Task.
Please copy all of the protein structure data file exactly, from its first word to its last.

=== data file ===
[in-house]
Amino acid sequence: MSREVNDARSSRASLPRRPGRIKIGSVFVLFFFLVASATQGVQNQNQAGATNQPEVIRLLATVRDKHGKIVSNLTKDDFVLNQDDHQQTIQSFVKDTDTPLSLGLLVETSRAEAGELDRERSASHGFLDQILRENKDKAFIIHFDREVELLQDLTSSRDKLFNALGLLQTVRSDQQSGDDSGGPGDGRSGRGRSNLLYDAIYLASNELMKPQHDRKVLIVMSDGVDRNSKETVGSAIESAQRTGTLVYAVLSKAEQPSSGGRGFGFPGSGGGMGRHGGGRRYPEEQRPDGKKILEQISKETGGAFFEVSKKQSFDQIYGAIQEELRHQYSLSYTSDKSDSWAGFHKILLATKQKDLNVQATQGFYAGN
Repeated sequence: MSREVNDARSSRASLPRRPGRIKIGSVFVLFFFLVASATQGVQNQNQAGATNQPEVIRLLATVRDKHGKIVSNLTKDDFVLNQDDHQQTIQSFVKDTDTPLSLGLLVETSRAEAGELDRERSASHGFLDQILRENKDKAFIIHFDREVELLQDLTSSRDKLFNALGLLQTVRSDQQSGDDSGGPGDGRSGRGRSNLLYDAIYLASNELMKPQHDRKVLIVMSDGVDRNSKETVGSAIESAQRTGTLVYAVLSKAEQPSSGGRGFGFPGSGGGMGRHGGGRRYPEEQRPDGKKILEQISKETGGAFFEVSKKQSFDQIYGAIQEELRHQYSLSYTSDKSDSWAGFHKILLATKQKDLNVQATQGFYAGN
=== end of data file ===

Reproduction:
[in-house]
Amino acid sequence: MSREVNDARSSRASLPRRPGRIKIGSVFVLFFFLVASATQGVQNQNQAGATNQPEVIRLLATVRDKHGKIVSNLTKDDFVLNQDDHQQTIQSFVKDTDTPLSLGLLVETSRAEAGELDRERSASHGFLDQILRENKDKAFIIHFDREVELLQDLTSSRDKLFNALGLLQTVRSDQQSGDDSGGPGDGRSGRGRSNLLYDAIYLASNELMKPQHDRKVLIVMSDGVDRNSKETVGSAIESAQRTGTLVYAVLSKAEQPSSGGRGFGFPGSGGGMGRHGGGRRYPEEQRPDGKKILEQISKETGGAFFEVSKKQSFDQIYGAIQEELRHQYSLSYTSDKSDSWAGFHKILLATKQKDLNVQATQGFYAGN
Repeated sequence: MSREVNDARSSRASLPRRPGRIKIGSVFVLFFFLVASATQGVQNQNQAGATNQPEVIRLLATVRDKHGKIVSNLTKDDFVLNQDDHQQTIQSFVKDTDTPLSLGLLVETSRAEAGELDRERSASHGFLDQILRENKDKAFIIHFDREVELLQDLTSSRDKLFNALGLLQTVRSDQQSGDDSGGPGDGRSGRGRSNLLYDAIYLASNELMKPQHDRKVLIVMSDGVDRNSKETVGSAIESAQRTGTLVYAVLSKAEQPSSGGRGFGFPGSGGGMGRHGGGRRYPEEQRPDGKKILEQISKETGGAFFEVSKKQSFDQIYGAIQEELRHQYSLSYTSDKSDSWAGFHKILLATKQKDLNVQATQGFYAGN